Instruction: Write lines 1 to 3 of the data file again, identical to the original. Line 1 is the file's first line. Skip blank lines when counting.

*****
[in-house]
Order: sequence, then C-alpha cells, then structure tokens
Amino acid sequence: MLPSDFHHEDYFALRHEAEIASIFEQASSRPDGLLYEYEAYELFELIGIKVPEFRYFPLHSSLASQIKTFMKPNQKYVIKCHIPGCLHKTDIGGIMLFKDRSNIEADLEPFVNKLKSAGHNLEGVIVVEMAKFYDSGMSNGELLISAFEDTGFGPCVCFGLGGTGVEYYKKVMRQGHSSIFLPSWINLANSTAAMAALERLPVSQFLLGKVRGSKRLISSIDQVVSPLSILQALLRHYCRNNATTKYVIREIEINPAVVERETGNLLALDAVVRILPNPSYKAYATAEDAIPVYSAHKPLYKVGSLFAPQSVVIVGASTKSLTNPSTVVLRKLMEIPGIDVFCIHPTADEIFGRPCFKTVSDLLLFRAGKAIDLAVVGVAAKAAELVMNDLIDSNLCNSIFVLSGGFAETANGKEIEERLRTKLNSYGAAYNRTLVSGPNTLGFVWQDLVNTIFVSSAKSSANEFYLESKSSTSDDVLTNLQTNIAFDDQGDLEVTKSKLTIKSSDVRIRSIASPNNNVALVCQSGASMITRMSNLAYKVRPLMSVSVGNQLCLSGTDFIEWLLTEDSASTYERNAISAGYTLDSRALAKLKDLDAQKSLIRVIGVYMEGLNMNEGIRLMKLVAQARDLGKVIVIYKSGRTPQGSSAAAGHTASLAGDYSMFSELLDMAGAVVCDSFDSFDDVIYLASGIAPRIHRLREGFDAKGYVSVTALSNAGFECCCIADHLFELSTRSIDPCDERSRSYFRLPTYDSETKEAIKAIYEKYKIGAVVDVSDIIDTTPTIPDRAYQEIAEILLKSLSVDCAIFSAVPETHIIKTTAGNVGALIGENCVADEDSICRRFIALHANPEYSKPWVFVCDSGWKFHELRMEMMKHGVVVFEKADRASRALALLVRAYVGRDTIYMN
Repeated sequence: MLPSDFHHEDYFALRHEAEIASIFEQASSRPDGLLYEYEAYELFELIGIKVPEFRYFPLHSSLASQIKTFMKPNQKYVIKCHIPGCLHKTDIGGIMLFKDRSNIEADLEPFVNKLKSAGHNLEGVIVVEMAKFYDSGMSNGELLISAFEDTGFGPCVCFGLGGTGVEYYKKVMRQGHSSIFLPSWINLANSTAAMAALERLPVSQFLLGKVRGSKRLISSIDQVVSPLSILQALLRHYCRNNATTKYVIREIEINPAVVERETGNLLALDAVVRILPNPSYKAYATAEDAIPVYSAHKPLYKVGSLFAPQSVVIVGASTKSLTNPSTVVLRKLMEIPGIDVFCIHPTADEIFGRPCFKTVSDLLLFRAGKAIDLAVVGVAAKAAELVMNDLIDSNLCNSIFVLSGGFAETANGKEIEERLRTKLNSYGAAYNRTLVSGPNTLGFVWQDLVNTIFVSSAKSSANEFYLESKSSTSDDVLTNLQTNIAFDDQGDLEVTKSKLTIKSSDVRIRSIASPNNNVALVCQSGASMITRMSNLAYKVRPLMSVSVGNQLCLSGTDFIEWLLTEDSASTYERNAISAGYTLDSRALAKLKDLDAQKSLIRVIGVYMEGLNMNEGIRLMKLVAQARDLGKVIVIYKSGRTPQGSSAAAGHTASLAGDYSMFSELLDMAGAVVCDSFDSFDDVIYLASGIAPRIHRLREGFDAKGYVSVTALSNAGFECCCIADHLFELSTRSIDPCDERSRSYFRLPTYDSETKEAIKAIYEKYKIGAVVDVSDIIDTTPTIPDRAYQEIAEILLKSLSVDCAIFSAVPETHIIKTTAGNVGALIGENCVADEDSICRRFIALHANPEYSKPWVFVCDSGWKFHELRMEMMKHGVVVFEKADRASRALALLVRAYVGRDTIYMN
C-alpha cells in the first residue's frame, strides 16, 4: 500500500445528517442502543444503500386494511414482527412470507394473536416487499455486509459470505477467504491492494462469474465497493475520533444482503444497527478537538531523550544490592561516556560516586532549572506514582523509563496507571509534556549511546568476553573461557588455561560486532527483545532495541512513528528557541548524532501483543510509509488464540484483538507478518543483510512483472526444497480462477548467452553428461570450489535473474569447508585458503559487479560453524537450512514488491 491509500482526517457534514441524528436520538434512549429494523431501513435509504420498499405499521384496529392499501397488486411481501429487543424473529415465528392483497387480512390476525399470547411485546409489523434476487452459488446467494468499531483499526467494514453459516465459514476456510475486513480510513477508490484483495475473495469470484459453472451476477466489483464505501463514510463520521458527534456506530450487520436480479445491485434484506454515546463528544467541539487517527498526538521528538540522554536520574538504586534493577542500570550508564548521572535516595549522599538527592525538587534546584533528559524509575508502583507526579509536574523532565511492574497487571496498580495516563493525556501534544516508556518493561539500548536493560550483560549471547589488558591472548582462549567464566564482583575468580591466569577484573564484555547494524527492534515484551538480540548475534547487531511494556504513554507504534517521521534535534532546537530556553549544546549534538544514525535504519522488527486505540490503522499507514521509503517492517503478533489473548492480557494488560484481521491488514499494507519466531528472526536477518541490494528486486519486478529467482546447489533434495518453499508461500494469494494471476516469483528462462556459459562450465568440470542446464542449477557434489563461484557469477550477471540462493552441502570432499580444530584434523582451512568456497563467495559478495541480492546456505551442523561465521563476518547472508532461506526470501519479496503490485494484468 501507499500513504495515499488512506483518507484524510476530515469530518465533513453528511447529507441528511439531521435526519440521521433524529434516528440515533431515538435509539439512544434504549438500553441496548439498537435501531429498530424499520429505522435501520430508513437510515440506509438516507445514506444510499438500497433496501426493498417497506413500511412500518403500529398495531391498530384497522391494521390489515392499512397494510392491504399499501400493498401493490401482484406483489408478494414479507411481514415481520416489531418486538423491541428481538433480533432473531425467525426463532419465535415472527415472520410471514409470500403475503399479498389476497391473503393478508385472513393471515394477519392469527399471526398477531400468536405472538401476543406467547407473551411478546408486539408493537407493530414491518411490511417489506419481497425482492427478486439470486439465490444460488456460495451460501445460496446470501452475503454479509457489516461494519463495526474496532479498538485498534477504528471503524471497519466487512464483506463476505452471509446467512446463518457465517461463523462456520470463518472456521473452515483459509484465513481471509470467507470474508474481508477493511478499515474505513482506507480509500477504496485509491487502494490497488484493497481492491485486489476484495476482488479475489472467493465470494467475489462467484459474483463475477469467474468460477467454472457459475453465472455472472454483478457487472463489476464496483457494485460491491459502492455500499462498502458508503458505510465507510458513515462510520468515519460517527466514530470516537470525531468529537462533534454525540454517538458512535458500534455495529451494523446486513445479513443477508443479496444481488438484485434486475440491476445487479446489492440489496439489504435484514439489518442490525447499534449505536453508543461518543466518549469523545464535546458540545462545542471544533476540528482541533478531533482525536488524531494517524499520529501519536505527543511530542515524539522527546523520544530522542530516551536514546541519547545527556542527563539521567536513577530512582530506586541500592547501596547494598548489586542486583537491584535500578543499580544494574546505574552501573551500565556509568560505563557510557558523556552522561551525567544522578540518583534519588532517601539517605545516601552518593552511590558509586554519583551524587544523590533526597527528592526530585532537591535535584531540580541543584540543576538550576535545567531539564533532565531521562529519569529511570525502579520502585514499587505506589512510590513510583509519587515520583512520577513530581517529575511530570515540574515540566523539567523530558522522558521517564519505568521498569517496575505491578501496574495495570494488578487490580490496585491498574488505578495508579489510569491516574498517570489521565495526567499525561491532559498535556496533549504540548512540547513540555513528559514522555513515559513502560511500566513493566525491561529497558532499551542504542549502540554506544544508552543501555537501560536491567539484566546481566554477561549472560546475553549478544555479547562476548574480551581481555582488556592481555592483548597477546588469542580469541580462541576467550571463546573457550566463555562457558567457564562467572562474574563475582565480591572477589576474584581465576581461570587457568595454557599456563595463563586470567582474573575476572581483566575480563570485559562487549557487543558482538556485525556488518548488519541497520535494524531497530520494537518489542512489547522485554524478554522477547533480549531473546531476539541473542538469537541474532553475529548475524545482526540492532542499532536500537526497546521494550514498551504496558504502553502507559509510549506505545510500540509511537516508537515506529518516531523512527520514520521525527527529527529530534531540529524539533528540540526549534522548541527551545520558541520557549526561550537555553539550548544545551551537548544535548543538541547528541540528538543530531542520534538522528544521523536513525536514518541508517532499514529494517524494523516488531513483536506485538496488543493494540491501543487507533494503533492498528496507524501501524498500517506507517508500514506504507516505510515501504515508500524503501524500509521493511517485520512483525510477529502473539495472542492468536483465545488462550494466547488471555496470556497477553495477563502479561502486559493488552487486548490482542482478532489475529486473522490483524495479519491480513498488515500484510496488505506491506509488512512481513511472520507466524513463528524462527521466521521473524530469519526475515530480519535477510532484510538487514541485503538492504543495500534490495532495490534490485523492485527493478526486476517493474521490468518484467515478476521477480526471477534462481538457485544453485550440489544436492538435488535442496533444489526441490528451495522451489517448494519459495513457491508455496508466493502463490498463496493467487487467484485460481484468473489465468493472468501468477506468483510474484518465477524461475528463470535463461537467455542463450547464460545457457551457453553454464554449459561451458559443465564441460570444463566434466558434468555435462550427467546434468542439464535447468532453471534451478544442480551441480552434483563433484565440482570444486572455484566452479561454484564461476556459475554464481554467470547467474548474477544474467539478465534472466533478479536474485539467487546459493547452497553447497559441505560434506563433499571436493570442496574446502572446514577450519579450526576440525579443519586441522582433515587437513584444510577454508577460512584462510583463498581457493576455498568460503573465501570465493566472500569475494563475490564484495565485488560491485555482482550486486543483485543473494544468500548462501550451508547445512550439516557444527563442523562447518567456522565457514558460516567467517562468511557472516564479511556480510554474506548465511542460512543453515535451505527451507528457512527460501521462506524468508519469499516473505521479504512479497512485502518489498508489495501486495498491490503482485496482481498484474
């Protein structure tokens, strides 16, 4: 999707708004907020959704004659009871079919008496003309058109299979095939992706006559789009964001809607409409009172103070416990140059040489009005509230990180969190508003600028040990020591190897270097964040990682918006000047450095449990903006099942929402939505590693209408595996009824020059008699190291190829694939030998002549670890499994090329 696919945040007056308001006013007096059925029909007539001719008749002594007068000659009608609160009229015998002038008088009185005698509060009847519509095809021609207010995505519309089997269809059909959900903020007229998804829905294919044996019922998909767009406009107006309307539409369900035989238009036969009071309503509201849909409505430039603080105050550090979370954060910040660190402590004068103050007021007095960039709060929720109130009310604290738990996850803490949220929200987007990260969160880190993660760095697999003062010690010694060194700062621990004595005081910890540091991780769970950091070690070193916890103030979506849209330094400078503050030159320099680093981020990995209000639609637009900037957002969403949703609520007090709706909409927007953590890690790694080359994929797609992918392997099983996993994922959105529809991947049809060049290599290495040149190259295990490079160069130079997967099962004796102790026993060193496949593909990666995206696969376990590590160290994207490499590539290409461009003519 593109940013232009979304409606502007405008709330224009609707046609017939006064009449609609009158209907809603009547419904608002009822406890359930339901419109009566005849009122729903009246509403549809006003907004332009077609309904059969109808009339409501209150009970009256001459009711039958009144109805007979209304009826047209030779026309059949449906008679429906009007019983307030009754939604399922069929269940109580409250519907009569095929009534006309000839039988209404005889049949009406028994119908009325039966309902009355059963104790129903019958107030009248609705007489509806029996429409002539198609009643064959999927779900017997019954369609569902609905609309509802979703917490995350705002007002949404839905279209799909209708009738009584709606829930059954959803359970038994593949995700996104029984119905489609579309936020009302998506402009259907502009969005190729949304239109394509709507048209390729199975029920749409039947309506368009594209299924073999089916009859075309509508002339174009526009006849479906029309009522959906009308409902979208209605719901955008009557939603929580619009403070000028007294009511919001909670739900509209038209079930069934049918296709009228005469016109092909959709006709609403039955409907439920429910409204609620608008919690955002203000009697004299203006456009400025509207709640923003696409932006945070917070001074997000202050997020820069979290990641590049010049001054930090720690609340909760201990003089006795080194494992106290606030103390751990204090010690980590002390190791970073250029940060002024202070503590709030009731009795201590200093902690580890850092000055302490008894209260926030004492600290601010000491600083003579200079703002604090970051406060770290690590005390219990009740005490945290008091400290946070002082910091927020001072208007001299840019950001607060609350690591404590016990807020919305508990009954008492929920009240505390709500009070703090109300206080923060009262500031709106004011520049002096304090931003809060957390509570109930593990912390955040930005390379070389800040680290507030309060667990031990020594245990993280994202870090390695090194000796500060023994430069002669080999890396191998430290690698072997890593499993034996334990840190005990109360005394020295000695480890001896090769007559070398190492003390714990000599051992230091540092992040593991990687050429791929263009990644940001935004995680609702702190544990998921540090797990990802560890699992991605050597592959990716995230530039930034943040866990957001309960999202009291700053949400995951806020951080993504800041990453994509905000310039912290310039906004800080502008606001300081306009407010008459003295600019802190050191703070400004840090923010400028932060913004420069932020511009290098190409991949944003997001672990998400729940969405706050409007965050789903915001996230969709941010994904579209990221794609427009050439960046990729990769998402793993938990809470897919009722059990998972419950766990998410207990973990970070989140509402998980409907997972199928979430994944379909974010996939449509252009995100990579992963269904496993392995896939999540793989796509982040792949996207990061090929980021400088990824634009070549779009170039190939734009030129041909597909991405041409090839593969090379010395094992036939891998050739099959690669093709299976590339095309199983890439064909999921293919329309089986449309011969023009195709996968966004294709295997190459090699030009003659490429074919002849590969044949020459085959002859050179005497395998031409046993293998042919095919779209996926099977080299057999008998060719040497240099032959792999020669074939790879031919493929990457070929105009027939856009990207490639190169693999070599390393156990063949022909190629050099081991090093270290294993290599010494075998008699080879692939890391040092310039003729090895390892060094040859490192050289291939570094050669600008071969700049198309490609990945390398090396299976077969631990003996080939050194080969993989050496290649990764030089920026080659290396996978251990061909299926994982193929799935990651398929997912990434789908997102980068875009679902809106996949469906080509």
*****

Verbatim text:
[in-house]
Order: sequence, then C-alpha cells, then structure tokens
Amino acid sequence: MLPSDFHHEDYFALRHEAEIASIFEQASSRPDGLLYEYEAYELFELIGIKVPEFRYFPLHSSLASQIKTFMKPNQKYVIKCHIPGCLHKTDIGGIMLFKDRSNIEADLEPFVNKLKSAGHNLEGVIVVEMAKFYDSGMSNGELLISAFEDTGFGPCVCFGLGGTGVEYYKKVMRQGHSSIFLPSWINLANSTAAMAALERLPVSQFLLGKVRGSKRLISSIDQVVSPLSILQALLRHYCRNNATTKYVIREIEINPAVVERETGNLLALDAVVRILPNPSYKAYATAEDAIPVYSAHKPLYKVGSLFAPQSVVIVGASTKSLTNPSTVVLRKLMEIPGIDVFCIHPTADEIFGRPCFKTVSDLLLFRAGKAIDLAVVGVAAKAAELVMNDLIDSNLCNSIFVLSGGFAETANGKEIEERLRTKLNSYGAAYNRTLVSGPNTLGFVWQDLVNTIFVSSAKSSANEFYLESKSSTSDDVLTNLQTNIAFDDQGDLEVTKSKLTIKSSDVRIRSIASPNNNVALVCQSGASMITRMSNLAYKVRPLMSVSVGNQLCLSGTDFIEWLLTEDSASTYERNAISAGYTLDSRALAKLKDLDAQKSLIRVIGVYMEGLNMNEGIRLMKLVAQARDLGKVIVIYKSGRTPQGSSAAAGHTASLAGDYSMFSELLDMAGAVVCDSFDSFDDVIYLASGIAPRIHRLREGFDAKGYVSVTALSNAGFECCCIADHLFELSTRSIDPCDERSRSYFRLPTYDSETKEAIKAIYEKYKIGAVVDVSDIIDTTPTIPDRAYQEIAEILLKSLSVDCAIFSAVPETHIIKTTAGNVGALIGENCVADEDSICRRFIALHANPEYSKPWVFVCDSGWKFHELRMEMMKHGVVVFEKADRASRALALLVRAYVGRDTIYMN